Great Tibet Tour Logo GREAT TIBET TOUR ®

12 Tibetan Deities

Tibetan Buddhism began in the Songtsen Gampo era in the 7th century. With the arrival of Princess Bhrikuti of Nepal and Princess Wencheng of the Tang Dynasty, Buddhist gods, an important symbol of Buddhism, were introduced to Tibet. From a certain perspective, the 8-year-old Shakyamuni Buddha statue brought by Princess Bhrikuti and the 12-year-old Shakyamuni statue brought by Princess Wencheng almost became the beginning of the history of Tibetan Buddhism. After more than 1,300 years of historical evolution and development, an intense ethnic style and local characteristic have been formed.

To this day, Buddhist deities still provide an important method and content for Buddhist monks' studying and practicing in Tibetan monasteries. The Tibetan deities in the list can be found in almost all Tibetan monasteries and temples, as well as their significance, identifications, and images.


Buddha figures are the most enshrined category in Tibetan areas, including Shakyamuni Buddha, Jampa Buddha, Immortal Buddha, Medicine Buddha, etc. Some statues are renowned like the 12-year-old Shakyamuni statue enshrined in the Jokhang Temple, the 8-year-old Shakyamuni statue enshrined in the Ramoche Temple, the Qamba Buddha statue in the Tashilhunpo Monastery, the Qamba Buddha statue in the Drepung Monastery, and the Shakyamuni statue in the Sakya Monastery.

1. Shakyamuni

Who is it?


Shakyamuni, formerly known as Gautama Siddhartha, is the founder of Buddhism. Shakyamuni was born in Kapilavastu, the north of ancient India around 500BC, and he was the son of King Śuddhodana. After enlightenment, he was respected by the world as "Sakyamuni", meaning "the sage of the Sakyamuni".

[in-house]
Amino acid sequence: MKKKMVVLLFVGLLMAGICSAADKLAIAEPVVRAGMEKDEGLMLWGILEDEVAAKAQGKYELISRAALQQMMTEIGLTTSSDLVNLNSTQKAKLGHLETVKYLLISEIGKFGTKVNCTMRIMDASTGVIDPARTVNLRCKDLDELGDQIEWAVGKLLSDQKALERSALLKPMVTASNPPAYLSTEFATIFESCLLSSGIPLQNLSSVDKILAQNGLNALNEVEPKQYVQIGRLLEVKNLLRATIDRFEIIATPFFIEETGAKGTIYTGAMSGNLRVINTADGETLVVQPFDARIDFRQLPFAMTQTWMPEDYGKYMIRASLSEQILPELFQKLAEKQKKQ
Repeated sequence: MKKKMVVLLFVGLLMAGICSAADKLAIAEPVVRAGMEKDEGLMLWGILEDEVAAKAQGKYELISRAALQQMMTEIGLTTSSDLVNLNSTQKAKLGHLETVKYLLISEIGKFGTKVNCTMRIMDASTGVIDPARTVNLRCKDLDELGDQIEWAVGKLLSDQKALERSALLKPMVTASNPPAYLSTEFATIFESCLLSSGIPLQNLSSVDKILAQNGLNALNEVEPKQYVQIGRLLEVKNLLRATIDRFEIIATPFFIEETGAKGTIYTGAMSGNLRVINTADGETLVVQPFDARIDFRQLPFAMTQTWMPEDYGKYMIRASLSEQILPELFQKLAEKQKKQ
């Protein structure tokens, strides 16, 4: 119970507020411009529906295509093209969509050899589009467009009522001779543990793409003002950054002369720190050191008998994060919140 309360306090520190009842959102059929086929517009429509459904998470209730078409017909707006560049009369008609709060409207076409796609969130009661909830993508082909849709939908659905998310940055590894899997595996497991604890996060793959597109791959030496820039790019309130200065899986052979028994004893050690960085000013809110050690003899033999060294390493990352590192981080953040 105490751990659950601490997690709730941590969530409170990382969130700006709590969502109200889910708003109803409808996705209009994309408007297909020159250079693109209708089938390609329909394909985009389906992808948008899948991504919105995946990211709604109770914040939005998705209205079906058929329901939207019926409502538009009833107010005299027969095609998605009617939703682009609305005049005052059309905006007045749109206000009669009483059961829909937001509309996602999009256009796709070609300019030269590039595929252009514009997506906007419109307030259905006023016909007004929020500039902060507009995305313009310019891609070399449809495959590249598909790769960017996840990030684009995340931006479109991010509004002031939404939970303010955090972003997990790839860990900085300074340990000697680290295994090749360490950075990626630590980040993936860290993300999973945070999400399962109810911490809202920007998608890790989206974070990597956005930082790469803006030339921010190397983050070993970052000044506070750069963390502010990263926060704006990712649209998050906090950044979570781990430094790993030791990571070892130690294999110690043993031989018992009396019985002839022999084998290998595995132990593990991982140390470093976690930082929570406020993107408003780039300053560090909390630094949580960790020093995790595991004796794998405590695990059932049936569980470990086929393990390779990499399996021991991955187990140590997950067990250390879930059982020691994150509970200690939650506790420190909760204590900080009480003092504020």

How can I tell?

Buddha Shakyamuni sits on the vajra seat with his left hand on his feet or holding a bowl, which means meditation. His right hand points vertically to the ground, which means that Buddha Sakyamuni sacrificed everything to attain liberation for all living beings.


Bodhisattva figures also account for a large proportion of Tibetan Buddhism. In Tibetan Buddhism, Guanyin is the most respected person in the Bodhisattva beliefs, followed by Manjusri, Samantabhadra, Ksitigarbha Bodhisattva, etc. Avalokitesvara with a thousand hands and a thousand eyes is a common kind of Guanyin.

2. Guanyin

Who is it?


Guanyin is the incarnation of wisdom and compassion in Buddhism. When all beings encounter any difficulties and pains and can recite the name of Guanyin sincerely, they will be rescued by Guanyin. The famous Potala Palace in Lhasa is considered to be the dojo of Guanyin Bodhisattva. Potala is the transliteration of Sanskrit,  translated as "Po Lo", referring to the island where Guanyin lives.  The "six-character mantra" (Om Mani Pad Mi Hum), which is well known to all Tibetans, is the mantra of Guanyin Bodhisattva. In Tibet, Songtsen Gampo is regarded as the incarnation of Guanyin Bodhisattva.

How can I tell?

Holding a jade vase and wearing a crown, she rides on a Golden Roar. Because she is dedicated to assisting Amitabha, and saving the world by seeking the sound of suffering, she has a Buddha statue of Amitabha on her crown.

3. Manjusri

Who is it?


Manjusri Bodhisattva is responsible for wisdom in Buddhism, and his dojo is in Mount Wutai, Shanxi, China. In Buddhist temples, he usually stands on the left side of Sakyamuni Buddha, serving as the left guard.

How can I tell?

Manjusri’s images are mostly "non-male and non-female", but they are actually more like a female. Manjusri’s mount is a green lion, representing wisdom and mighty power. She is holding a sword, which represents wisdom. The image of Manjusri of Tantric Buddhism, topped with five buns, indicates that the five kinds of Buddha wisdom are sufficient.